Chuck Palahniuk, like the unnamed narrator of his best-selling novel "Fight Club," appears to be going around the bend. In "Haunted," he...

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“Haunted”

by Chuck Palahniuk

Doubleday, 404 pp., $24.95

Chuck Palahniuk, like the unnamed narrator of his best-selling novel “Fight Club,” appears to be going around the bend. In “Haunted,” he has splintered his personality into 23 hapless would-be writers who are snookered into a “writers’ retreat” gone bad, way bad.

The concept is that for three months this diverse group of neurotics will leave the mainstream world and just read and write, perfect their stories. “This much time, we’d bet on our own ability to create some masterpiece. A short story or poem or screenplay or memoir that would make sense of our life.” Sounds good, except that their benefactor traps them in an old theater to use as guinea pigs for some obscure purpose.

The main narrative is divided by 23 short stories, one from each character. However, all the characters share the distinctively choppy writing style of Chuck Palahniuk, as well as his grim world view and fetishistic attraction to suffering.

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“War. Starvation. Plague. They fast-track us to enlightenment.”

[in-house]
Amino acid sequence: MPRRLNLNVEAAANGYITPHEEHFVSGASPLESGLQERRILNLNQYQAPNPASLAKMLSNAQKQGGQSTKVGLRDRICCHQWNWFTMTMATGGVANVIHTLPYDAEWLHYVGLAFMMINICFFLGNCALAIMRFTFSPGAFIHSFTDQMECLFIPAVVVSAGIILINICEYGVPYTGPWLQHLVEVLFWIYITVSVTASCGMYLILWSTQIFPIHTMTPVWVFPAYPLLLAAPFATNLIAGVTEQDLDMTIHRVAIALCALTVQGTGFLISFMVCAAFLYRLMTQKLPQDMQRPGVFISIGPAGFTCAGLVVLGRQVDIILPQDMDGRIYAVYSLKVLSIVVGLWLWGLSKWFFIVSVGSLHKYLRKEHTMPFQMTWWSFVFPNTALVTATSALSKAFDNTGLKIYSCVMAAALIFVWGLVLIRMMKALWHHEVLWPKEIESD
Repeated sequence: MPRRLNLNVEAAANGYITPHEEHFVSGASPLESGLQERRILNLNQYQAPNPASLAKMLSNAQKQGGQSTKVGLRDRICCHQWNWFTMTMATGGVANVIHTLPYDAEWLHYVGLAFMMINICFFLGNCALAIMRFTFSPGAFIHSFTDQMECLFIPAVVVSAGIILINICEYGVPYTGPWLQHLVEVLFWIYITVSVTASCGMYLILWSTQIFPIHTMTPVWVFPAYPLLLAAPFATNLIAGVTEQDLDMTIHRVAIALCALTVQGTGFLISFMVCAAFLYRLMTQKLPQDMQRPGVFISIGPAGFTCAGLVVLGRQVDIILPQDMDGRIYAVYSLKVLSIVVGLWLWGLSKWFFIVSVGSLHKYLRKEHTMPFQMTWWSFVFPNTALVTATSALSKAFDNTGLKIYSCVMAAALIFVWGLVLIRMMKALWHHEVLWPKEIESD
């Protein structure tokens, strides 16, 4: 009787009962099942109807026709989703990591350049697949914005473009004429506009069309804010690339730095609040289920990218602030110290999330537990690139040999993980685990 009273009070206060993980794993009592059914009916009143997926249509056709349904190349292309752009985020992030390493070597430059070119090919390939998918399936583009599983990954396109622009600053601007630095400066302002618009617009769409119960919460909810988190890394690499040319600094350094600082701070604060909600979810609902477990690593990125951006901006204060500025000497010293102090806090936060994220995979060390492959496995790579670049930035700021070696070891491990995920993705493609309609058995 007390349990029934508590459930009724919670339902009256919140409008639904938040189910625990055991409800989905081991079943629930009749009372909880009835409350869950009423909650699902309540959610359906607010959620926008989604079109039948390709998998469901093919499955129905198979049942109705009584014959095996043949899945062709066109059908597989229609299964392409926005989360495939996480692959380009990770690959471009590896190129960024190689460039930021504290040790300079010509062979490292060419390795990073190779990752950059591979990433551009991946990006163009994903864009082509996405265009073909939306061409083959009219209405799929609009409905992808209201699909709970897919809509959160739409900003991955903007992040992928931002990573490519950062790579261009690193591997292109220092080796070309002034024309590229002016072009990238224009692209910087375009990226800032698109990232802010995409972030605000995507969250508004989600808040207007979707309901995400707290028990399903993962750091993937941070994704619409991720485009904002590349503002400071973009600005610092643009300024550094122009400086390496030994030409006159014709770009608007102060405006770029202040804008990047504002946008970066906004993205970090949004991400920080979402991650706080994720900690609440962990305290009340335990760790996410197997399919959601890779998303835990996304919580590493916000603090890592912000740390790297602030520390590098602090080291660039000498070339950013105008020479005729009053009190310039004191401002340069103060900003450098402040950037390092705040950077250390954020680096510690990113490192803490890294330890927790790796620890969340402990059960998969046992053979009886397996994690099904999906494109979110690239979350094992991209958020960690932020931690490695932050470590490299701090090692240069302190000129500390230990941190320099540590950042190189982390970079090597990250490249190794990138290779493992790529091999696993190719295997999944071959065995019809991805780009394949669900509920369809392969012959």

Coming up



Chuck Palahniuk



The author of “Haunted” will read at 7:30 p.m. Wednesday at Town Hall Seattle. Tickets are $5. For more information contact the Elliott Bay Book Co. (206-624-6600 or www.elliottbaybook.com).

Palahniuk’s novels are hard to categorize, this one even more so than most. Primarily it appears to be a satire of reality television — an effective one — but it’s also a homage to horror stories, and a meditation on pop culture.

Convinced their kidnapping is the stuff of contemporary news and movies and book deals, the characters decide to amp things up for better drama, for better marketability. Mind-numbing atrocities follow.

“Will this be just one horrible event after another after another after another — until we’re all dead?” one of the characters asks.

Answer: yes.

On the plus side, you won’t mind seeing most of these characters die.

The Bret Easton Ellis serial-killer satire “American Psycho” came to mind, but without the hipster wink and irony. Palahniuk appears to be earnest about all this. I’ve recommended this book to a few people, but they are all a little bent.